This interview with Ed Buller, created by Alice Gustafson, appeared in Headlinermagazine.net, issue 8 (Feb ’22). Please note that all (c) are with the magazine and its author(s). We have included the original magazine pages for your convenience. The original article can also be found here.
After leaving The Psychedelic Furs, songwriter, producer, engineer and programmer Ed Buller knew he never wanted to be a front man, preferring to sit behind the desk in the studio. He reflects on working with Pulp as the Britpop movement kicked off in the ‘90s, and clears up what really happened with Suede during those fraught recording sessions.
Rumour has it you escaped boarding school to sleep in the electronic music studio of Reading University to get your hands on a synthesizer. Is this true?
It’s kind of become this myth. But truth be told, I really did escape. It was a Quaker school, and it had this fairly large campus right next to the Reading University campus. I found out that the music department had a synthesizer, and in 1974, synthesizers just didn’t exist. They were very low on the ground, and one of the only places that could afford them were university music departments.
This music department was a bit forward-thinking and they bought themselves a synthesizer. I went down one day and said, ‘I hear you have a synthesizer, could I see it?’ They were like, ‘Who the fuck are you?’ [laughs]. But very nicely, they said, ‘Yes, it’s in this little shed in the garden. Here’s the key, go and have a look’. They couldn’t get much of a noise out of it, but the really funny thing was this synthesizer was made by a friend of my dad’s called Peter Zinovieff.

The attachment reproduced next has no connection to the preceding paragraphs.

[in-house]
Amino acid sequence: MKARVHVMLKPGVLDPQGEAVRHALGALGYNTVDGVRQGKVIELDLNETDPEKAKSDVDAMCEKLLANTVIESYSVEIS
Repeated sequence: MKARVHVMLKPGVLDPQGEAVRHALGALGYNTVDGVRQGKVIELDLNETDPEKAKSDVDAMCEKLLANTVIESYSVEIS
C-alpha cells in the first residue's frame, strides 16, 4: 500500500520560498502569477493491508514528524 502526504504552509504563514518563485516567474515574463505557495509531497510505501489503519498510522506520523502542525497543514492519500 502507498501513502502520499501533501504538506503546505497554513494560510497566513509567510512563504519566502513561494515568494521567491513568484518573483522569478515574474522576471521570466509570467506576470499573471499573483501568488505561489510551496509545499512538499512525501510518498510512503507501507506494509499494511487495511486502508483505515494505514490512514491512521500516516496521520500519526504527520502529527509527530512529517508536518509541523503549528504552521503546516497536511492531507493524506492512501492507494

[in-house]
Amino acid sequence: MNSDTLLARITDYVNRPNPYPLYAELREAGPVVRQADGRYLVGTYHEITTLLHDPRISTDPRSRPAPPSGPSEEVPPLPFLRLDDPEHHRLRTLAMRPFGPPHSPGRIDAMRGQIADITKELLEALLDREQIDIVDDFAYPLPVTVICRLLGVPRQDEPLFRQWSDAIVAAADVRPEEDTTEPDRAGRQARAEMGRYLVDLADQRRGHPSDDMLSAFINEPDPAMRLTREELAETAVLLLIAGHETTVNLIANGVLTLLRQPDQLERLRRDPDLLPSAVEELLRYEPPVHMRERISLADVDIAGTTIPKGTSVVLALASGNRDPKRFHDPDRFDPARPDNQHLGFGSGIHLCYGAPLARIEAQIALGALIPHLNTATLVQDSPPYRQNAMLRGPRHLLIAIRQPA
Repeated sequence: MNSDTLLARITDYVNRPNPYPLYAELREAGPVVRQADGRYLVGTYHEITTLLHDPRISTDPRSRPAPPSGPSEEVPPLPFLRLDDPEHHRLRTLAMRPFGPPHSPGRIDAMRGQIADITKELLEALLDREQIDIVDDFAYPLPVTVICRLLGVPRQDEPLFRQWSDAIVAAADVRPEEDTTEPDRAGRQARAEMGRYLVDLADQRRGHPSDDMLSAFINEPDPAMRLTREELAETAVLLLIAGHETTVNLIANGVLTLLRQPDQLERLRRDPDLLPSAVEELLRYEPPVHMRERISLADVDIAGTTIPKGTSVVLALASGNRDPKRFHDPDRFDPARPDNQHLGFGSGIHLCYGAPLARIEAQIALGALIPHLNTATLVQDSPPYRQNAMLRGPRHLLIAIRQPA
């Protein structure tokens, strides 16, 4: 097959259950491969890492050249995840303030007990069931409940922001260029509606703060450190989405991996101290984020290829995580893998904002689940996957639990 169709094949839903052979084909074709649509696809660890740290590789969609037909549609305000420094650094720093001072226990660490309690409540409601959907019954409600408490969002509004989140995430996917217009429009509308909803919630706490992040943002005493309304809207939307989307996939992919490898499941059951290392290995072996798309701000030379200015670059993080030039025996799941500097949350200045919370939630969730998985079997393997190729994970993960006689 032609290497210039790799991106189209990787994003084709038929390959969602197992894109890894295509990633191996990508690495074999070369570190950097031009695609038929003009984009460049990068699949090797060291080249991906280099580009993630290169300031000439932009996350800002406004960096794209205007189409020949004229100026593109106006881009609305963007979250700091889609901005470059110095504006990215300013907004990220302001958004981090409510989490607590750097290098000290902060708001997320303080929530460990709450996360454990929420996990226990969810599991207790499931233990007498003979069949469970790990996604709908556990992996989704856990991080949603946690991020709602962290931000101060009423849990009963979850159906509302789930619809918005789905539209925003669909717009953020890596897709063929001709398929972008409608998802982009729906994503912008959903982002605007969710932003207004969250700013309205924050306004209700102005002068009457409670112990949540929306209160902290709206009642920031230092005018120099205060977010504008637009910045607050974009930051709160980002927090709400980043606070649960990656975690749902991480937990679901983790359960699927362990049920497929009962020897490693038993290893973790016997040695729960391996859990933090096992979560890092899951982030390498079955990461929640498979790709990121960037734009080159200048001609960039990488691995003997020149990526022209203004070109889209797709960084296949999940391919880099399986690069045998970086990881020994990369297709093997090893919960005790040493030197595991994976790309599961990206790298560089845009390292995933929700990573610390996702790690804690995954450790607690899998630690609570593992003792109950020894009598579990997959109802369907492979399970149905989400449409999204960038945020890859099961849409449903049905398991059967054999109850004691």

My father was a composer and he knew this machine quite well – we actually had it at the house a few times, so instantly, I got a sound on it. It had all these little pins, and you couldn’t make a sound out of it unless you put the pin in the right spot on the pin matrix. So straightaway I got it to work, and they were like, ‘How did you do that?’ After a few trips, they said, ‘You can come as often as you want,’ so I actually started to spend a lot more time out of school…
You met the Psychedelic Furs when you were working in a music shop in London, and went on to co-wrote one of their best known tracks, Love My Way, as well as The Ghost in You, Heaven, and Heartbeat. After becoming a touring member in 1982, you realised you were much more at home in the studio, and left to become the in-house engineer at Island Records, later branching out on your own as a producer and engineer in 1991. Why do you prefer the studio?
Truth be told, I just didn’t like the idea of the front man mentality. All I really wanted to do was play the keyboards. Watching Richard Butler [The Psychedelic Furs] dealing with all the politics… Front men have a personality and an ability to project themselves into an audience. It’s a bit like acting in some respects – a good front man is very hard to find.